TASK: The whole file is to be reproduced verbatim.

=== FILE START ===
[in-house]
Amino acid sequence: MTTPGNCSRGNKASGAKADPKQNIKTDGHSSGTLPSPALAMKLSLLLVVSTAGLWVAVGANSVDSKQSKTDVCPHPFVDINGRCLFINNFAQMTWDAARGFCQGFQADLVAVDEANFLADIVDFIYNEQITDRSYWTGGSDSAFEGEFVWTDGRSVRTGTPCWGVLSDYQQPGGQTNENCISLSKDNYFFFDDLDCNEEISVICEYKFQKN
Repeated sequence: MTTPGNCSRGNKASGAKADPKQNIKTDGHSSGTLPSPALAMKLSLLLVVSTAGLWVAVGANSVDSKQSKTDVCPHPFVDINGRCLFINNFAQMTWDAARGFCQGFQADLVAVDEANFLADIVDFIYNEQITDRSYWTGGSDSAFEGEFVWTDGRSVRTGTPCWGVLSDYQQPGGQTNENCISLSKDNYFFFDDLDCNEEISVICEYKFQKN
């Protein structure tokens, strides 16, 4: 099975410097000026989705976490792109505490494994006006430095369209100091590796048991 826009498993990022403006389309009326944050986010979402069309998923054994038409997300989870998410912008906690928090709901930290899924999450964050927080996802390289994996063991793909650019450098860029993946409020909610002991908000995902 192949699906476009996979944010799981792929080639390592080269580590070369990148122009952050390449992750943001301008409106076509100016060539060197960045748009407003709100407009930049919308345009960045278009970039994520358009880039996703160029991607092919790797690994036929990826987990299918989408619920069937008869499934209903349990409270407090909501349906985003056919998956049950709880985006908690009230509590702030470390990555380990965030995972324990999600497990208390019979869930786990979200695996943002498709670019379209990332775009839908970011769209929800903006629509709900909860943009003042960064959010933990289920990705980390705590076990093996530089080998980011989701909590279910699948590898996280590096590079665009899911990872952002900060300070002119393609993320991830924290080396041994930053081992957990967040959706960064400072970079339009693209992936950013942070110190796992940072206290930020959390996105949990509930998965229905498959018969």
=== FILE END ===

[in-house]
Amino acid sequence: MTTPGNCSRGNKASGAKADPKQNIKTDGHSSGTLPSPALAMKLSLLLVVSTAGLWVAVGANSVDSKQSKTDVCPHPFVDINGRCLFINNFAQMTWDAARGFCQGFQADLVAVDEANFLADIVDFIYNEQITDRSYWTGGSDSAFEGEFVWTDGRSVRTGTPCWGVLSDYQQPGGQTNENCISLSKDNYFFFDDLDCNEEISVICEYKFQKN
Repeated sequence: MTTPGNCSRGNKASGAKADPKQNIKTDGHSSGTLPSPALAMKLSLLLVVSTAGLWVAVGANSVDSKQSKTDVCPHPFVDINGRCLFINNFAQMTWDAARGFCQGFQADLVAVDEANFLADIVDFIYNEQITDRSYWTGGSDSAFEGEFVWTDGRSVRTGTPCWGVLSDYQQPGGQTNENCISLSKDNYFFFDDLDCNEEISVICEYKFQKN
């Protein structure tokens, strides 16, 4: 099975410097000026989705976490792109505490494994006006430095369209100091590796048991 826009498993990022403006389309009326944050986010979402069309998923054994038409997300989870998410912008906690928090709901930290899924999450964050927080996802390289994996063991793909650019450098860029993946409020909610002991908000995902 192949699906476009996979944010799981792929080639390592080269580590070369990148122009952050390449992750943001301008409106076509100016060539060197960045748009407003709100407009930049919308345009960045278009970039994520358009880039996703160029991607092919790797690994036929990826987990299918989408619920069937008869499934209903349990409270407090909501349906985003056919998956049950709880985006908690009230509590702030470390990555380990965030995972324990999600497990208390019979869930786990979200695996943002498709670019379209990332775009839908970011769209929800903006629509709900909860943009003042960064959010933990289920990705980390705590076990093996530089080998980011989701909590279910699948590898996280590096590079665009899911990872952002900060300070002119393609993320991830924290080396041994930053081992957990967040959706960064400072970079339009693209992936950013942070110190796992940072206290930020959390996105949990509930998965229905498959018969």